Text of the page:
Not likely (translation: No).  Too often, people look at the ‘income benefit base’ in the paperwork and assume (because they see a dollar sign in front of the number) they’re looking at real money.  Not so.

Think of the income benefit base as “sky miles” – it’s a number that’s used to calculate the amount of income that will be generated and has nothing – zero – to do with the return on the policy itself.

Technically, many, if not most, annuity offerings state that if the account value ever exceeds the income benefit base, the purchaser will receive a ‘step-up’ in income.  Realistically, however, it’s not likely (translate: won’t happen) these days, considering the spreads and cap rates the insurance companies are using.  As long as living benefit income is calculated on the income base vs. the account value, you shouldn’t expect anything beyond what’s guaranteed on the first day of the policy.

If you’re considering purchasing an annuity, there are seven things you should consider ahead of time.  You might find this short report worthwhile.

Enjoy!

Jim

Numerous studies have consistently shown than Americans are ill-prepared for retirement.  401(k)s have apparently failed to provide a solution.

You may be interested in seeing just how pervasive this issue has become.

If that weren’t enough, the increasing national debt coupled with increasing entitlement obligations has made it painfully obvious to many that their taxes just might go up during their retirement years – something unthinkable in the past.

So, what can be done?   Many people are look for a different strategy involving  a solution that eliminates both market risk and potential negative tax-law changes in the future.   I’ve recorded a webinar – it’s about an hour long – that may provide some food for thought for many.   I hope you enjoy it.  You can register and access it here.

Enjoy,

Jim

A Zero Percent Return Can Be Powerful!

6a017c332c5ecb970b0192ac05f306970d-320wiThe financial landscape is known for its complexity; and the plethora of confusing financial products – not to mention the alphabet soup of designations and certifications – can present a daunting task for any normal person to unravel.  And, every time the market changes, the product vendors come out with another solution.

When you add to all this the media gurus who want you to buy their DVD packages instead of ‘throwing away’ a penny per dollar for professional advice – and who can blame anyone for listening when anyone with a license to sell can legally call themselves a ‘financial planner’ – it’s a situation that would make most sane people want to throw up their hands and run to live in the forest.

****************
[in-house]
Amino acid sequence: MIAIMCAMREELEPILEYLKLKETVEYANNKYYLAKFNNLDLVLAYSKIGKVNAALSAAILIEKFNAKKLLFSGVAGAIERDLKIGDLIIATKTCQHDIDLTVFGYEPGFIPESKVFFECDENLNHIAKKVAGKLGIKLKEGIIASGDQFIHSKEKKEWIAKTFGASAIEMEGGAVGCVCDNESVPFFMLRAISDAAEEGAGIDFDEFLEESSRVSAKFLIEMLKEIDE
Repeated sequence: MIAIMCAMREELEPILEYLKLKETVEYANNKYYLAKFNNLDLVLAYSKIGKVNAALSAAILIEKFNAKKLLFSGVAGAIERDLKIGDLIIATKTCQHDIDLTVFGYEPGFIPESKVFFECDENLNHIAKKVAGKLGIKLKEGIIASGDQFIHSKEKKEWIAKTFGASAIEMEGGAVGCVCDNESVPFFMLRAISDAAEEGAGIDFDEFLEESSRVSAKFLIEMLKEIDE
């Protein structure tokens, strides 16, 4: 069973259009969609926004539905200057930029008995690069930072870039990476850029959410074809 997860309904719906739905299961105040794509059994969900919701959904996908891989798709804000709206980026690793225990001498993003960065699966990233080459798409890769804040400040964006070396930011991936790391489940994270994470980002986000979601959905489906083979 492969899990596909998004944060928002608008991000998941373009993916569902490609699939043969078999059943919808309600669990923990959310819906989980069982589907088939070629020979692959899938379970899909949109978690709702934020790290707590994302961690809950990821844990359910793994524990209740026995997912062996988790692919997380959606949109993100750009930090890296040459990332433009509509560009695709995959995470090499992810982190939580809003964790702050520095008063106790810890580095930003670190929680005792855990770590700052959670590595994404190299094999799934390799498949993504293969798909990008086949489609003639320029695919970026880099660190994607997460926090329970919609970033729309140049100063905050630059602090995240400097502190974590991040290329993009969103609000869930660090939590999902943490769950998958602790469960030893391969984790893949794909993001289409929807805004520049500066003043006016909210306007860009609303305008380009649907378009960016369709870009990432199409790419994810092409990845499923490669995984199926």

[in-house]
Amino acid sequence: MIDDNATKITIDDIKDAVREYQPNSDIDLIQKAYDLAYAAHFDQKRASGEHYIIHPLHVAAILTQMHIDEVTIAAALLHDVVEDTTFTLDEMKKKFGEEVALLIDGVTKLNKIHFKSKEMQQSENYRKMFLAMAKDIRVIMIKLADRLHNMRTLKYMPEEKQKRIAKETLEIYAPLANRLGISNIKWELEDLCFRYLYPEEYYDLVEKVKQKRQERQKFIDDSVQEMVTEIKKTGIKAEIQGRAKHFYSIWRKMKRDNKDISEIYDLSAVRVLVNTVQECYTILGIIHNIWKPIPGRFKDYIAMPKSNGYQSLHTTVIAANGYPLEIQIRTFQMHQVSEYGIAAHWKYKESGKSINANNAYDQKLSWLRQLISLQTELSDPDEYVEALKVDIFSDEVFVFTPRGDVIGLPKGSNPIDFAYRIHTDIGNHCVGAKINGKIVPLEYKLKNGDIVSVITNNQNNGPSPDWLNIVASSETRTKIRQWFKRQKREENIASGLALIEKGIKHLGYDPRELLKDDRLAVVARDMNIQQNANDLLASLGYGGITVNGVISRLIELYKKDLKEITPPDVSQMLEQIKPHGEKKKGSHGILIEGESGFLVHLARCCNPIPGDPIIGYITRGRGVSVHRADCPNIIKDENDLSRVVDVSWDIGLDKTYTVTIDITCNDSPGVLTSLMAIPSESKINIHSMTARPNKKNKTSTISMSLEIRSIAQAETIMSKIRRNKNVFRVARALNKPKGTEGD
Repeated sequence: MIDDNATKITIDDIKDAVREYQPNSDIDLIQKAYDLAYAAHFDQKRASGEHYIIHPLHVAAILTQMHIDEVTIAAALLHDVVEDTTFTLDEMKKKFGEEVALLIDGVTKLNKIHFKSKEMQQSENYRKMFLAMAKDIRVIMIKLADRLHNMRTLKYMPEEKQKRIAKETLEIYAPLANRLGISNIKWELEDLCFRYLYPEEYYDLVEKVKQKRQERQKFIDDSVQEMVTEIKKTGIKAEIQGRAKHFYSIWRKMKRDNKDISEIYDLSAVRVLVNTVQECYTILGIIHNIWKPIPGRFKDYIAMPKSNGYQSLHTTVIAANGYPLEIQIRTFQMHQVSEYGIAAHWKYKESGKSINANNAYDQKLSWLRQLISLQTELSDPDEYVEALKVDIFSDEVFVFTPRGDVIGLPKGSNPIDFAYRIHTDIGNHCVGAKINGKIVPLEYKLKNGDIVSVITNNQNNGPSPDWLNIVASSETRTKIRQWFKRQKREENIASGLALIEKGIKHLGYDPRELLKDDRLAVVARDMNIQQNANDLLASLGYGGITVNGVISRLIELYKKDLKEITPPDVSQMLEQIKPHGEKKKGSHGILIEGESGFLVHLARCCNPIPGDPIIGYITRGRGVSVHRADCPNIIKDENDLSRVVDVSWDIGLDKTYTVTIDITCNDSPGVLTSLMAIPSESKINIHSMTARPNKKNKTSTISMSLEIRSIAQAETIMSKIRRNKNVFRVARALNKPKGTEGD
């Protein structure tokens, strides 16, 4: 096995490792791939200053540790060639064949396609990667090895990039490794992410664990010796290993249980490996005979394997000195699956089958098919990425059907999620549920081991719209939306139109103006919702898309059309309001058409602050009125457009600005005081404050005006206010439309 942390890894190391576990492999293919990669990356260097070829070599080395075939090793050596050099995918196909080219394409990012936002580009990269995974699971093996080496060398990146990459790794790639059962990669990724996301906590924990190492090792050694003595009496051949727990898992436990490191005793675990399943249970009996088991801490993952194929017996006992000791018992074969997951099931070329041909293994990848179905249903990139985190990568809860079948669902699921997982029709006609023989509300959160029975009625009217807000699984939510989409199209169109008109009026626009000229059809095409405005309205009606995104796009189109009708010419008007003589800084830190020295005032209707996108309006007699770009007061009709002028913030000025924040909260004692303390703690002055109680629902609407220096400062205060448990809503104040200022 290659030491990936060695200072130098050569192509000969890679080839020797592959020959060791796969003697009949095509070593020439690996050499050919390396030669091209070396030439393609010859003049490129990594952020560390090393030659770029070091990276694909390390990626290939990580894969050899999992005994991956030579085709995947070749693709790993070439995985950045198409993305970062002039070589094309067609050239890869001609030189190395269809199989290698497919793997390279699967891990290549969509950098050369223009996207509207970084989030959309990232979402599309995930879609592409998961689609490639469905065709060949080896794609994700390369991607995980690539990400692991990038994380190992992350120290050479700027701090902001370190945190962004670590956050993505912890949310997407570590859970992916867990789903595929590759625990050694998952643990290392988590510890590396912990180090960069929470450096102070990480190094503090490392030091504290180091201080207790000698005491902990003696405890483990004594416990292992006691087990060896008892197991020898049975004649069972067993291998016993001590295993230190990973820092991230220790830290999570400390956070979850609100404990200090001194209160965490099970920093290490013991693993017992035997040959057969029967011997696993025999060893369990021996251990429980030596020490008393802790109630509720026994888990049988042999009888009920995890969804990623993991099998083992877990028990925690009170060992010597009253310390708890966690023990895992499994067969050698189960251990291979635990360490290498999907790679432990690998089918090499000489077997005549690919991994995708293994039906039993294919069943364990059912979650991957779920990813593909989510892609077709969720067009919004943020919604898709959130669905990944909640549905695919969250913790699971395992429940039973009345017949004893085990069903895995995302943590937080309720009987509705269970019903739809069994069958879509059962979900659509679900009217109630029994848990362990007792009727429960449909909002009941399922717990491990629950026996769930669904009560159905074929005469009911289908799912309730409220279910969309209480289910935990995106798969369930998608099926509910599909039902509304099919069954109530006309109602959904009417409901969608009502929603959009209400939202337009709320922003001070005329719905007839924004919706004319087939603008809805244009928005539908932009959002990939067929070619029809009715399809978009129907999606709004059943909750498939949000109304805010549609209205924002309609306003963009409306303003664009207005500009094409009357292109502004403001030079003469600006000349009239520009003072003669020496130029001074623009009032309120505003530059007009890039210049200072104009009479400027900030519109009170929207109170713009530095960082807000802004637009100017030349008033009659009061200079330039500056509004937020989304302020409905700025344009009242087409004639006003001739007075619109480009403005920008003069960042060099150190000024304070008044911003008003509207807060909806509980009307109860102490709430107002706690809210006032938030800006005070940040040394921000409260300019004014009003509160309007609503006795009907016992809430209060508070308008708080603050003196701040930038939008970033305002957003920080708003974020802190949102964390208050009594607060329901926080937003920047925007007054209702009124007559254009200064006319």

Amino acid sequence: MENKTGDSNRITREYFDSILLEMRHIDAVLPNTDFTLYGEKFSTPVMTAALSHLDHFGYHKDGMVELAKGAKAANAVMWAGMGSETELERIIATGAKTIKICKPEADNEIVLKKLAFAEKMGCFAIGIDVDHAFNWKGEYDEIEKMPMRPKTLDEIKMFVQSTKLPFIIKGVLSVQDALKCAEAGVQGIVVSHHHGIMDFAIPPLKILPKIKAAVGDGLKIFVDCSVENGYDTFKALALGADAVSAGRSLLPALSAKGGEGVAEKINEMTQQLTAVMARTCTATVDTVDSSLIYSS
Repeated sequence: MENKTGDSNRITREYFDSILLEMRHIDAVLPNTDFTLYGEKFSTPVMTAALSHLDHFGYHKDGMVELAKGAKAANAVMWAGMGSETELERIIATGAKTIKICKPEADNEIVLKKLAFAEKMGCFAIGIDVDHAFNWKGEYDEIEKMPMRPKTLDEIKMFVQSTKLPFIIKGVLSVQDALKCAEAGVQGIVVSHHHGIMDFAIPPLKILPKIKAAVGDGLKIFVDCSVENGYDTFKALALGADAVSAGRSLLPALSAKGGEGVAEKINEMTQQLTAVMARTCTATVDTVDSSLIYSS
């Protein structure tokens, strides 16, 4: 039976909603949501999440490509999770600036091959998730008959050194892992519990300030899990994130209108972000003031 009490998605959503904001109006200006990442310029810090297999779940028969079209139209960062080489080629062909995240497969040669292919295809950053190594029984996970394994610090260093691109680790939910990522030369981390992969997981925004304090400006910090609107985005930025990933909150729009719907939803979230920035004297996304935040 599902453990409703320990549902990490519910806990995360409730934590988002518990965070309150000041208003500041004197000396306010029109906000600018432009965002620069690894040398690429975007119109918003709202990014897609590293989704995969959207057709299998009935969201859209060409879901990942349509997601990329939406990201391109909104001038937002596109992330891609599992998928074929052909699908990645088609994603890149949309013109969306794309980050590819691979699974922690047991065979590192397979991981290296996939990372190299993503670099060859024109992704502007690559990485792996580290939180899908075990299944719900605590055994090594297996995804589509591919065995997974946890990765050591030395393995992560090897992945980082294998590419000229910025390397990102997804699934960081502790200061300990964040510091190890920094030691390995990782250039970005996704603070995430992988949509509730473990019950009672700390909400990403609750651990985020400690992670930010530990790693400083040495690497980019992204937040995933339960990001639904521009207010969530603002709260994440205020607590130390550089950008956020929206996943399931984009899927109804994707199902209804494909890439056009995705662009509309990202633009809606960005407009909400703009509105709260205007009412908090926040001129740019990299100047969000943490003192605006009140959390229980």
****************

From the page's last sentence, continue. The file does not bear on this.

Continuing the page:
Of course, consumers do have their share of responsibility for taking the easy route – relying on television gurus and consumer magazines trying to sell circulation – rather than actually laying out money for more academically-oriented educational material or investing in qualified advice.

So, at the risk of appearing as simplistic as the media gurus, I thought I’d just provide some simple mathematical insights.  I hope you might find this somewhat helpful.

Buying back losses is difficult.

It takes about a 43% return to buy-back a 30% loss.  If an investment suffers a 30% loss, dropping from 100 to 70 for example, it would take a 42.9% return just to get back to even (30/70 = 0.4286).

Realizing that, limiting downside exposure can be quite helpful.  For example, take a look at this hypothetical scenario below.   Portfolio A is invested in our hypothetical market and Portfolio B is managed for limiting downside risk (also purely hypothetical).  While our fictitious manager captured only 80% of the upside (never beating the market), s/he was still able to ‘beat the market’ long term by limiting downside capture to only 70%.

Image_Managing for Downside

It’s all hypothetical theory, of course, but it does demonstrate a principle:  Limiting downside loss can be more powerful than upside capture, particularly since most managers do not outperform the market and virtually none consistently outperform the market long term.

Television gurus make a big deal out the fact managers can’t beat indexes, but it’s a false argument.   An index is not a measure of what YOU need to do.  Your GOALS are what’s important, and whether you’re on track.